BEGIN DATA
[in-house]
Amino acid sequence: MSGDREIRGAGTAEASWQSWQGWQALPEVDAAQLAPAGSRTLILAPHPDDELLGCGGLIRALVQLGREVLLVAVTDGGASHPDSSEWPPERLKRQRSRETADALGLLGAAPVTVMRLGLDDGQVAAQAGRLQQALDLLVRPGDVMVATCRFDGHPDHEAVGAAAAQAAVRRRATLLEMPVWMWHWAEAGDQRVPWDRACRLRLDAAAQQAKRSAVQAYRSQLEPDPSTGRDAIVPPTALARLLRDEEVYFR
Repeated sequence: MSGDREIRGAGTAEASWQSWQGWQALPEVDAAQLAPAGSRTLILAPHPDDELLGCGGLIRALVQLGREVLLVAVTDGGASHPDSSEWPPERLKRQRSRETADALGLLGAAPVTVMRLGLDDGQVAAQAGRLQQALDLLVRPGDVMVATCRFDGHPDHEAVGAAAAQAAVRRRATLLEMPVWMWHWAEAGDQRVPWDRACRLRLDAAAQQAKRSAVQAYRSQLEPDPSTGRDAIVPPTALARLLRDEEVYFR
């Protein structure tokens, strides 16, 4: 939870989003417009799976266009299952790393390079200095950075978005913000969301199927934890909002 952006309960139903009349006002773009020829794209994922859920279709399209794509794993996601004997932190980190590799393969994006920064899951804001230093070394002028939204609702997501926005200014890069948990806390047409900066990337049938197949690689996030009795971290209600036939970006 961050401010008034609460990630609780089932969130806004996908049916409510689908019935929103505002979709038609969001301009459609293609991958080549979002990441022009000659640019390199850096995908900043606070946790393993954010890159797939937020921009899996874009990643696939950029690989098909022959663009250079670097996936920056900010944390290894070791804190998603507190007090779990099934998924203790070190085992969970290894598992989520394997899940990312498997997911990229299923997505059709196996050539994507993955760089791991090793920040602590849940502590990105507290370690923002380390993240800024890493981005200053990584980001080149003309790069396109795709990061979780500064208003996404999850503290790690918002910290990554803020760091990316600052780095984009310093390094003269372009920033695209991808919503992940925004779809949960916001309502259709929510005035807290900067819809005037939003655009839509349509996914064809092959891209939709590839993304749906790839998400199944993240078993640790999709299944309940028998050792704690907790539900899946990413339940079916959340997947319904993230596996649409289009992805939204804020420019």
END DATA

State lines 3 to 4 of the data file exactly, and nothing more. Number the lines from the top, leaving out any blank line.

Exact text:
Repeated sequence: MSGDREIRGAGTAEASWQSWQGWQALPEVDAAQLAPAGSRTLILAPHPDDELLGCGGLIRALVQLGREVLLVAVTDGGASHPDSSEWPPERLKRQRSRETADALGLLGAAPVTVMRLGLDDGQVAAQAGRLQQALDLLVRPGDVMVATCRFDGHPDHEAVGAAAAQAAVRRRATLLEMPVWMWHWAEAGDQRVPWDRACRLRLDAAAQQAKRSAVQAYRSQLEPDPSTGRDAIVPPTALARLLRDEEVYFR
């Protein structure tokens, strides 16, 4: 939870989003417009799976266009299952790393390079200095950075978005913000969301199927934890909002 952006309960139903009349006002773009020829794209994922859920279709399209794509794993996601004997932190980190590799393969994006920064899951804001230093070394002028939204609702997501926005200014890069948990806390047409900066990337049938197949690689996030009795971290209600036939970006 961050401010008034609460990630609780089932969130806004996908049916409510689908019935929103505002979709038609969001301009459609293609991958080549979002990441022009000659640019390199850096995908900043606070946790393993954010890159797939937020921009899996874009990643696939950029690989098909022959663009250079670097996936920056900010944390290894070791804190998603507190007090779990099934998924203790070190085992969970290894598992989520394997899940990312498997997911990229299923997505059709196996050539994507993955760089791991090793920040602590849940502590990105507290370690923002380390993240800024890493981005200053990584980001080149003309790069396109795709990061979780500064208003996404999850503290790690918002910290990554803020760091990316600052780095984009310093390094003269372009920033695209991808919503992940925004779809949960916001309502259709929510005035807290900067819809005037939003655009839509349509996914064809092959891209939709590839993304749906790839998400199944993240078993640790999709299944309940028998050792704690907790539900899946990413339940079916959340997947319904993230596996649409289009992805939204804020420019």